Everyone loves to eat and Disney is a great place to do this. Disney has three different levels of food service: table service (TS), quick service (QS) and snacks (S). When discussing the purpose of your trip, food is an important thing to talk about. Does your family want to have mainly sit down meals or do you want to be on the go? Does your daughter just have to eat with the princesses? Are character meals important? Does your littlest one only eat chicken nuggets? These are all conversations to have before booking your Disney vacation.
If you are staying on site, you also have the option of using the three main Disney Dining Plans. These plans are prepaid that you can purchase before leaving on your trip. They come in different levels from deluxe to the standard, to the quick service dining plan. Each provides a variety of different combinations. Again you have to decide what will work with your family. If you are more of a snack on the go family then the deluxe meal plan won’t be for you. Learn about what your options with each plan are and then look at the different restaurant menus to see what would appeal to your family. Even though it is a top rated restaurant that doesn’t mean it will be right for your family dynamic. It is a very stressful experience if people are hungry during your vacation, so make sure to educate yourself on all your options before heading out.
5. Which parks do we want to see?
Although it would seem this would be the first question, I actually have learned that determining which park I am going to comes later in my planning. When deciding which park to go to, I use a variety of different resources.
A) Extra magic hours: These are bonus hours that Disney Resort guests can take advantage of either in the morning or late in the evening. Again, know your family. We are up early in the morning with our kids so we can take advantage of these bonus morning hours, but there was no way we could stay up until midnight so we didn’t use the benefit of evening magic hours on our last trip. It is always a good rule of thumb that if you can’t take advantage of the extra magic hours, to avoid those parks if you can as the parks do get overly crowded due to these bonus hours.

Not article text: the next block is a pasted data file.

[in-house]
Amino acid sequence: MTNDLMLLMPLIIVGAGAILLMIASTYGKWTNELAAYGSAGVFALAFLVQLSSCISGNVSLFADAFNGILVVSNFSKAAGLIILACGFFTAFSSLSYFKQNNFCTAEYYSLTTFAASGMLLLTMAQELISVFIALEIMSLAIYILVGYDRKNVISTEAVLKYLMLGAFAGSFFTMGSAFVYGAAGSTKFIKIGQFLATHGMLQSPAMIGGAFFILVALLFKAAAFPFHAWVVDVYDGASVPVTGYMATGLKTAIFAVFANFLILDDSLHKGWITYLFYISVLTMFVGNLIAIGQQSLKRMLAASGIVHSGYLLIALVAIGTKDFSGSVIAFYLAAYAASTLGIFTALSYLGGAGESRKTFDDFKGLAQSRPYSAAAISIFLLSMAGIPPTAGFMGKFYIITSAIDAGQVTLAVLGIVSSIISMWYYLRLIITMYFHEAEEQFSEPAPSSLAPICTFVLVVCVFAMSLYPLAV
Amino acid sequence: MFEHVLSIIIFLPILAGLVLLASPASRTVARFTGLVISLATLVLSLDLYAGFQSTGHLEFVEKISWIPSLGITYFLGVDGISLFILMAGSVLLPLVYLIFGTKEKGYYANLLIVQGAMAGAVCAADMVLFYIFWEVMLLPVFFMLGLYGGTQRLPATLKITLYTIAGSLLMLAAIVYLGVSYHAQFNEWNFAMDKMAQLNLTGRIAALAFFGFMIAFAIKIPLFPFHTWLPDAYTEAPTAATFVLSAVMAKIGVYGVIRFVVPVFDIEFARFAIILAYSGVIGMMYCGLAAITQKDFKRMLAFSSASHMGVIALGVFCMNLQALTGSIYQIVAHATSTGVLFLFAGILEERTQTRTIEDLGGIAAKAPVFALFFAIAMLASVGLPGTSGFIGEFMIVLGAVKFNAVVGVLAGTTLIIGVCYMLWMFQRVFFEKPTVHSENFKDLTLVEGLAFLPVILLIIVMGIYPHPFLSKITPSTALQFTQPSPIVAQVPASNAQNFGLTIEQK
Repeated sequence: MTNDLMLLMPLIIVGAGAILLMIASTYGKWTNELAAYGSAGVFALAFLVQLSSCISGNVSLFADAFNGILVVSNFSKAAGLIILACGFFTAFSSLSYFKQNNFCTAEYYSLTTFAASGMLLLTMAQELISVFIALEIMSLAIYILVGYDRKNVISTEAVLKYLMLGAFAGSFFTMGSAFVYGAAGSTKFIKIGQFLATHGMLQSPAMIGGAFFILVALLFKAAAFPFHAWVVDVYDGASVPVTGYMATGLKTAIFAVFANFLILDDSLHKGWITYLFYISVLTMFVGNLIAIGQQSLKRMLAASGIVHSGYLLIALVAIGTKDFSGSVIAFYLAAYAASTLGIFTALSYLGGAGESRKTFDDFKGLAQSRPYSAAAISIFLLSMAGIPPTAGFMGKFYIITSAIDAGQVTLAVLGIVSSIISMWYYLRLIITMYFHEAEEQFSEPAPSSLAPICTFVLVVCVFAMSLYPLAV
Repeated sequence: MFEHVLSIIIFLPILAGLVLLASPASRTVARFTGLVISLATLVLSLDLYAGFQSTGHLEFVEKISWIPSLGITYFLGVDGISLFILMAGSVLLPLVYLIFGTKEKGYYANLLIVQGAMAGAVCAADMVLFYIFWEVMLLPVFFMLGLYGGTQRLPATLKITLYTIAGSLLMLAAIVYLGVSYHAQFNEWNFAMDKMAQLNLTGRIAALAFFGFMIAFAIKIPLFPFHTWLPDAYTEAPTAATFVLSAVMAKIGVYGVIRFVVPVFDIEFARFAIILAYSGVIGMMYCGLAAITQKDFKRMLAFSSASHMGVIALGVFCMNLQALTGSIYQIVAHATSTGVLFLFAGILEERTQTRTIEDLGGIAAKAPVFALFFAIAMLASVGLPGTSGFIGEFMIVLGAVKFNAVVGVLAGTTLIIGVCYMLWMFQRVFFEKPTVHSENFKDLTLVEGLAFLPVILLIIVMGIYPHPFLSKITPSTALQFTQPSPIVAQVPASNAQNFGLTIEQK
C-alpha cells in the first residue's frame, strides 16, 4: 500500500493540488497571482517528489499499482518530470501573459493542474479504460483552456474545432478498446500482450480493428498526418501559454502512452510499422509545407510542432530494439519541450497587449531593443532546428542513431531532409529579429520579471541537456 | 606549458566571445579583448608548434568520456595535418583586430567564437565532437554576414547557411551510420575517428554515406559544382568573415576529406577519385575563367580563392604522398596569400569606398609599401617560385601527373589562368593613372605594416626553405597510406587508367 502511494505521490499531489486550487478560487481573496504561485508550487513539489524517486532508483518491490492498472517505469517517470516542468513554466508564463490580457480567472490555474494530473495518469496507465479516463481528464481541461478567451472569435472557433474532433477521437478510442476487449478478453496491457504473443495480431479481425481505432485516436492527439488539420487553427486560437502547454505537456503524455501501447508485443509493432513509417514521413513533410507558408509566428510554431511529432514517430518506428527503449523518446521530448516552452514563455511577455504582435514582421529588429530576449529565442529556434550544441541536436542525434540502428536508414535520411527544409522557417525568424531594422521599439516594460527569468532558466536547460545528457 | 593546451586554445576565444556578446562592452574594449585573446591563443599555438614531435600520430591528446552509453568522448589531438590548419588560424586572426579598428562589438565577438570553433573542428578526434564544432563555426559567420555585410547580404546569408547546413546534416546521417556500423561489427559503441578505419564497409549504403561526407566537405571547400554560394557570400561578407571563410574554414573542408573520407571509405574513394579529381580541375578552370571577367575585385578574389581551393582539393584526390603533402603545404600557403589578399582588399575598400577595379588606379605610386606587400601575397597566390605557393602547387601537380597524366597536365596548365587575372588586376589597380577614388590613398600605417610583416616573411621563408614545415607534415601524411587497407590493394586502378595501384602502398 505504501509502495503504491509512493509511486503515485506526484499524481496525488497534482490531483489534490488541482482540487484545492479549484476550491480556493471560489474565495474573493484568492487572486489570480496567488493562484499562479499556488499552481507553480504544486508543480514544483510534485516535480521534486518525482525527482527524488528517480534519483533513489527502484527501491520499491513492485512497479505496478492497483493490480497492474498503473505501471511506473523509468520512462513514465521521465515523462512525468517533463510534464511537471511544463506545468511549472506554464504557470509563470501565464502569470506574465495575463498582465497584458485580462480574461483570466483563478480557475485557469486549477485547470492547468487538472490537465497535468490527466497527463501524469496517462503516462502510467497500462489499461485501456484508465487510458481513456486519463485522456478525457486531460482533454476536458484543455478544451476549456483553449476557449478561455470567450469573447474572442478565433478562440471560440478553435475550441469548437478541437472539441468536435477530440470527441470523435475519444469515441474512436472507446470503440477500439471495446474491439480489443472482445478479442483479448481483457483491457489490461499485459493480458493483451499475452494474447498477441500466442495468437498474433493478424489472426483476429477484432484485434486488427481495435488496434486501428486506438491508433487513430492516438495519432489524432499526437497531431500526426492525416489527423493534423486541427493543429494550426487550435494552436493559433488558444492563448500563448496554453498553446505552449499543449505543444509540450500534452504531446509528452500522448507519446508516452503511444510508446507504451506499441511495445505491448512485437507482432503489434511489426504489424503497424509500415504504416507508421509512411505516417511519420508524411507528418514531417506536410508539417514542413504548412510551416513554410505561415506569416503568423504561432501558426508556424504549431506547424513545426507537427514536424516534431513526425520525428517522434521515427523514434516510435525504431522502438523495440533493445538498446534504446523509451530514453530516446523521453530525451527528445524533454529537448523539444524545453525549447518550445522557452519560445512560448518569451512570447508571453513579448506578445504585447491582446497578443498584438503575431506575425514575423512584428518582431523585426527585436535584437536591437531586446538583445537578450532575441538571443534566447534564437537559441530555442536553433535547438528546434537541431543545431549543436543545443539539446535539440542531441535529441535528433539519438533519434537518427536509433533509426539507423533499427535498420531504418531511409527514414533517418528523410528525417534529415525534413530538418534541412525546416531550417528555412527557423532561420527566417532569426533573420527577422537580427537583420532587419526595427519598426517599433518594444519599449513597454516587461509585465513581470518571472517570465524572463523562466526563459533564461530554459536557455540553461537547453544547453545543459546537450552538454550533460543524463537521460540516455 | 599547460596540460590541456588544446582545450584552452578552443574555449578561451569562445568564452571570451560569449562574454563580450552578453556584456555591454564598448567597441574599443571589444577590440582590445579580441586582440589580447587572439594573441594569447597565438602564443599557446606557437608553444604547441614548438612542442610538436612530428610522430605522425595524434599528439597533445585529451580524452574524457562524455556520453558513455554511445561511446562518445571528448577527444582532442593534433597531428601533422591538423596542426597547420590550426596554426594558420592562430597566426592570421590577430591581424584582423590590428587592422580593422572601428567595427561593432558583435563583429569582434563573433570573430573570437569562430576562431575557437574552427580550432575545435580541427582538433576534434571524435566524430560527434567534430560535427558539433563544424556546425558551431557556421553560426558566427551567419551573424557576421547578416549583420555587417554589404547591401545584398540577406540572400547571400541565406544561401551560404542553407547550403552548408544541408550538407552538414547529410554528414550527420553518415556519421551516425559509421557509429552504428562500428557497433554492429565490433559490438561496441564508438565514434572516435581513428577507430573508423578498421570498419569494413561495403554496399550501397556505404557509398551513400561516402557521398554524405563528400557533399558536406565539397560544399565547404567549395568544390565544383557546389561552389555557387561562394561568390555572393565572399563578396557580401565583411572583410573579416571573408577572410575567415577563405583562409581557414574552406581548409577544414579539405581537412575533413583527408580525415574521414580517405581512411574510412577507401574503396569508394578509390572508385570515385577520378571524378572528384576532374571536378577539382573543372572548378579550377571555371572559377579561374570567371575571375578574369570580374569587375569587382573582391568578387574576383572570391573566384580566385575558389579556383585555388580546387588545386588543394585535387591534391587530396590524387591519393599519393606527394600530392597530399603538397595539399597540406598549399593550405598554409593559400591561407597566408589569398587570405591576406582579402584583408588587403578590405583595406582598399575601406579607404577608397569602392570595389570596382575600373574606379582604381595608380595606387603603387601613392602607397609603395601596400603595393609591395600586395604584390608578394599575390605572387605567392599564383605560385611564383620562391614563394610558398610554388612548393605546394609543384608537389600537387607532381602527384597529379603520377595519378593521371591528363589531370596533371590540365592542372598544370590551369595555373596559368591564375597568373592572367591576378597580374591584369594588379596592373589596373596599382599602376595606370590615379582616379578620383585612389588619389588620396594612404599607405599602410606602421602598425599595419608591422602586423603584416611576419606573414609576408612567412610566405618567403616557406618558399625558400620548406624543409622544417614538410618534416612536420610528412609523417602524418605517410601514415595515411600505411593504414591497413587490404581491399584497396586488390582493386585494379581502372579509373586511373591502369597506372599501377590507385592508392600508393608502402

B) Crowd Calendars: There are a variety of sites out there that have done the research to help give you the best and worst park to visit each day. They can also give you the crowd level that is expected for those days. Many of these sites don’t suggest parks with extra magic hours as they are assuming their readers aren’t going to use them. Make sure you take that into consideration when planning for your family. If you can make the morning extra magic hours work, then do so for your family and then use the crowd calendar to determine where you might go in the afternoon.
C) Favorites: This would seem like a no brainer, but make sure when planning you look at your family favorites. We love a variety of rides at Disney’s Hollywood Studios, so we tend to spend more time there than other parks. Our kids weren’t fans of Epcot, so we didn’t spend a lot of time there as a family. On our adult’s only trip, my husband and I plan to spend more time there to enjoy what the park has to offer. Again look at the purpose of your trip. If it is to see everything at Disney (which is impossible by the way) you will need to spread out your park options, but if the purpose is to hit your favorites as many times as possible figure out your park schedule accordingly.
D) Food: Again everyone loves to eat and each park has their specialty restaurants. Look at the options at each park to decide if there are specific things you just have to have. If your daughter just has to eat at the castle, you are going to want to plan a day at Magic Kingdom to accommodate that dream. Or do you have to see Fantasmic? Then make sure you are at Disney’s Hollywood Studios one evening when it is being performed. Although Disney does provide great transportation between parks, I have learned that park hopping for reservations can be somewhat stressful, so we now book our restaurants at the parks we are planning to be at already to avoid that stress.
Disney parks have so much to offer and it can be overwhelming determining which ones to be at and when but I have learned that knowing when the extra magic hours are, reviewing a few crowd calendars from different sites and knowing my family’s favorite rides and restaurants all make the decision of which park on which day a little easier.
Walt Disney World is truly a world within itself and planning a trip to the magic land can sometimes feel like anything but magical. In my experience, if you take time to educate yourself on Disney it will help you make the best of your trip and will allow you to make decisions on your feet as well as help you better determine what resorts, restaurants and parks to visit. I hope that these five quick tips help you get your Disney vacation off to a magical start.